Letter | Kirkland, a divided city

By Robert Style

Many neighborhoods like the small town feeling.  Some Councilmembers want more development.  Who will win?

Thanks to the Growth Management Act, cities are required to update their comprehensive plans.  The same development problems have not gone away – protecting neighborhoods, promoting economic development, and compliance with regional county, state, and federal requirements.  Starting with the Lakeview and Central Houghton neighborhoods, the City will try to address everyone’s concerns.  It will not be an easy task.

METRO wants to develop King County property located at the south Kirkland Park & Ride.  Will the City listen to METRO or listen to its citizens?  About 1/3 of the property is not within city limits and is governed by Bellevue.  They have yet to consider the proposal.  Should Kirkland act before knowing what Bellevue will do?

The seriousness of the issue prevailed at last year’s council’s retreat.  The discussion was over goals and promotion of the “small town feel.”  The Council could not come to an agreement, to pursue more citywide economic development or to protect the neighborhoods.  They were deadlocked.

Will METRO’s proposal to provide mixed uses that includes more affordable housing encourage the use of mass transit and if it does, will it attract more cars to Kirkland?  It will not reduce congestion.  Are 200 more parking spots necessary and if so, who will use them, the new housing units or transits?  What are the impacts of traffic to Kirkland?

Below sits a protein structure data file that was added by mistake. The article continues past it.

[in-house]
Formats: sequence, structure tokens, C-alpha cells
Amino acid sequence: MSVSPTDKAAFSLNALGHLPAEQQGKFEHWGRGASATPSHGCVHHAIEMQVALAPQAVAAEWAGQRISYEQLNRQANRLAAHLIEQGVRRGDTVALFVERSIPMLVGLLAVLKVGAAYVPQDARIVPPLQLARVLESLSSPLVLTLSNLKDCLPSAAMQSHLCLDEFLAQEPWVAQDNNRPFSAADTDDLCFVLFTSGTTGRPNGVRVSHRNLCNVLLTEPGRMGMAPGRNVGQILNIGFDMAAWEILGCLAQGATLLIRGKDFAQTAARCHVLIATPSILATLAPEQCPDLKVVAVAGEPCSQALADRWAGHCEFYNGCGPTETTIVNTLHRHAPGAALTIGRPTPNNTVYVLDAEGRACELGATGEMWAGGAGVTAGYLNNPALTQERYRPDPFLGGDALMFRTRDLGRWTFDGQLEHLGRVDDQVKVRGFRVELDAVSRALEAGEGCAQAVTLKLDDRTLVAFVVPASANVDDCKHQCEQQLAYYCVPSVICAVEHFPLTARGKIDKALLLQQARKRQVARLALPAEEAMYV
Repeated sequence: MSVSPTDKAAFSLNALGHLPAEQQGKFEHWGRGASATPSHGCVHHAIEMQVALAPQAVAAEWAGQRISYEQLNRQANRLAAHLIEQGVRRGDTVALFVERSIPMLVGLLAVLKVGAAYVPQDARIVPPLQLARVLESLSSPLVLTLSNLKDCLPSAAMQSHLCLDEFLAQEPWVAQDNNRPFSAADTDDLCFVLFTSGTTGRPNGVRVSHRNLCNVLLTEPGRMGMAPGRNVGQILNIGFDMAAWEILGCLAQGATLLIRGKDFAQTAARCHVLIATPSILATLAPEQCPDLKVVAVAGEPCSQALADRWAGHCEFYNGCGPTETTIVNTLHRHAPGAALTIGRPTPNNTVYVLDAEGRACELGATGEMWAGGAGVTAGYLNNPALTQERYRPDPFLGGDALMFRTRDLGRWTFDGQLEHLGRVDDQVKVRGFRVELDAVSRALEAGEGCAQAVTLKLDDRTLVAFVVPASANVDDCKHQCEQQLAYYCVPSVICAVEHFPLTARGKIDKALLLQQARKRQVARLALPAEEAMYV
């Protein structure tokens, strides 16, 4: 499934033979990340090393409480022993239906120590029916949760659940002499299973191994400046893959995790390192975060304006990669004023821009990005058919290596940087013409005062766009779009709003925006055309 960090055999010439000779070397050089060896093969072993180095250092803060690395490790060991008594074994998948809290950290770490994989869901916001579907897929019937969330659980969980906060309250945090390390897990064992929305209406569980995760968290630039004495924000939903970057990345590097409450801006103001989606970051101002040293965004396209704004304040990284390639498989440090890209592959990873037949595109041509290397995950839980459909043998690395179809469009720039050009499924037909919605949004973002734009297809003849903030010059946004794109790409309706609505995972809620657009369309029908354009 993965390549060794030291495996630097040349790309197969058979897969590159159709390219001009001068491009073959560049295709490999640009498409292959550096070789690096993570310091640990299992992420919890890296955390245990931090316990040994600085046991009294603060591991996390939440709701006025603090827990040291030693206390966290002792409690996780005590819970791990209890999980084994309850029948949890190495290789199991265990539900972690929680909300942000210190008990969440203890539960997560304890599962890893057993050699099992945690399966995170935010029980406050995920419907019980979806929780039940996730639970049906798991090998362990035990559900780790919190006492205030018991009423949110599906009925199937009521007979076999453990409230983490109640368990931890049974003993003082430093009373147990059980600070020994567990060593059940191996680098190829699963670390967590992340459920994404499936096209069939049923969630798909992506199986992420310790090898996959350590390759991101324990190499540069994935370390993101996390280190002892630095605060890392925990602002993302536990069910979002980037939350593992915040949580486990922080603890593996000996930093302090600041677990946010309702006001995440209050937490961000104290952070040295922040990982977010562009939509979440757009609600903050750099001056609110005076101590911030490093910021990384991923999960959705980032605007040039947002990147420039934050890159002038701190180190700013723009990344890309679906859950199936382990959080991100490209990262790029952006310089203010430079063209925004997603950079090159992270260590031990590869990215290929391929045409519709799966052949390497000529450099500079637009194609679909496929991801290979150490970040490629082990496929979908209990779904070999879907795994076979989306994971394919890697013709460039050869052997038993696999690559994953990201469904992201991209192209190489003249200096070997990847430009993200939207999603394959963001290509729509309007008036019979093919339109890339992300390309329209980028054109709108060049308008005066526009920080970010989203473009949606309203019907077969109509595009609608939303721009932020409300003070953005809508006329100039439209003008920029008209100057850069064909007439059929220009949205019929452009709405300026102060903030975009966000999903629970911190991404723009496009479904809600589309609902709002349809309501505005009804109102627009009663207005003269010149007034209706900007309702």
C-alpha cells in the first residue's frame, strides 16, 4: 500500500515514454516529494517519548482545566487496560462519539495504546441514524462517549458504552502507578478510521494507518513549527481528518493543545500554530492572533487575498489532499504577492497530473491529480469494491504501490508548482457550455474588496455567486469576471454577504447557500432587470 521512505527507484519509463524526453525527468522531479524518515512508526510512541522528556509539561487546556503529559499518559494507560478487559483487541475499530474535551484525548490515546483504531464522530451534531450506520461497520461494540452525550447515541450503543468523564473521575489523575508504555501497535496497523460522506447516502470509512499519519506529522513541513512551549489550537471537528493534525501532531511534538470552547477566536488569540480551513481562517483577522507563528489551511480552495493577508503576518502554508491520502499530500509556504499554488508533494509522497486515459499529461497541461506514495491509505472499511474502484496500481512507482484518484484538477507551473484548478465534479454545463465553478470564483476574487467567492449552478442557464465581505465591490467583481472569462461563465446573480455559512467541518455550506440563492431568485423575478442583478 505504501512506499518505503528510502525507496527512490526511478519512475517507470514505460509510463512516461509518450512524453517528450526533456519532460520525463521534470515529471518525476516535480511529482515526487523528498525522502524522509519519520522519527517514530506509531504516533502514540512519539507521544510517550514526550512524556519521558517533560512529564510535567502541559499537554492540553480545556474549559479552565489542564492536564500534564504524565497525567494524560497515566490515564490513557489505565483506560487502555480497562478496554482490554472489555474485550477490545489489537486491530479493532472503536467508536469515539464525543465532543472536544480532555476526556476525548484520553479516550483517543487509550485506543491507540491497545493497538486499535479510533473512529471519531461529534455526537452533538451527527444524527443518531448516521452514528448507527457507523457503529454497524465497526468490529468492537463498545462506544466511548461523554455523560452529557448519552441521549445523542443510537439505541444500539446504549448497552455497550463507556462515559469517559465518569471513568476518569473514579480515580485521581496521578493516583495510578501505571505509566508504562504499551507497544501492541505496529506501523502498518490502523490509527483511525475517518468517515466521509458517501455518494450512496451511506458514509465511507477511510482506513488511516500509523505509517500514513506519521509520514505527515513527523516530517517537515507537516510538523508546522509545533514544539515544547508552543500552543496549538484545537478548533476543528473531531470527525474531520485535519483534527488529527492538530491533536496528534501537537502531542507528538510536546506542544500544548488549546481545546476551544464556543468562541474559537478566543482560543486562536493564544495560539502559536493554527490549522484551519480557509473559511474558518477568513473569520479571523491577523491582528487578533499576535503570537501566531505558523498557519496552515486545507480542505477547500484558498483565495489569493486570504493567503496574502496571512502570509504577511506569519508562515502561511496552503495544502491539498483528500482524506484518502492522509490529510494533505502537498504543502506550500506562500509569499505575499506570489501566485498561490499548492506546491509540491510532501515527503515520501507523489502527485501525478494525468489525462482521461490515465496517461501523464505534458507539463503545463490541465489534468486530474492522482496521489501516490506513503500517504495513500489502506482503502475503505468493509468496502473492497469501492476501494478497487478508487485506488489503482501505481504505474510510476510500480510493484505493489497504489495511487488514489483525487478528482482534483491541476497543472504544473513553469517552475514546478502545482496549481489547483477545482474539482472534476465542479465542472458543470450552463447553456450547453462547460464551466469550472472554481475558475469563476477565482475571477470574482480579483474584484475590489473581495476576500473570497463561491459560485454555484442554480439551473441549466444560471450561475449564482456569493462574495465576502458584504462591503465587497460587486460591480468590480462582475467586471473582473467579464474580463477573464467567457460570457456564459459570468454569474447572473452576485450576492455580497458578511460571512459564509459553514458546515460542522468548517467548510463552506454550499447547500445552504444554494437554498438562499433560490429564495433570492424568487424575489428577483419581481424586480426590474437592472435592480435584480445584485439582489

Currently, about 25% of the housing units are considered affordable.  Is more subsidized housing really necessary for the city?  Will these neighborhoods accept them?  If these neighborhoods don’t, which other neighborhoods will?    Who will win?

Affordable housing belongs where property is more affordable.  State law requires the Counties to address affordable housing.  The City of Seattle wants more.  Kirkland citizens should ask if providing more in Kirkland is acceptable.  Where they are located will stir controversy.

I believe METRO’s project will endanger the small town feeling of the neighborhoods?  Almost every neighborhood objects to more traffic especially if the added traffic is for commercial reasons.

The Council is divided.   How do they protect neighborhoods and the small town feeling and yet provide the resources needed to promote economic development?  Who will they listen to, outside agencies like METRO or the neighborhoods within the city?

Bob Style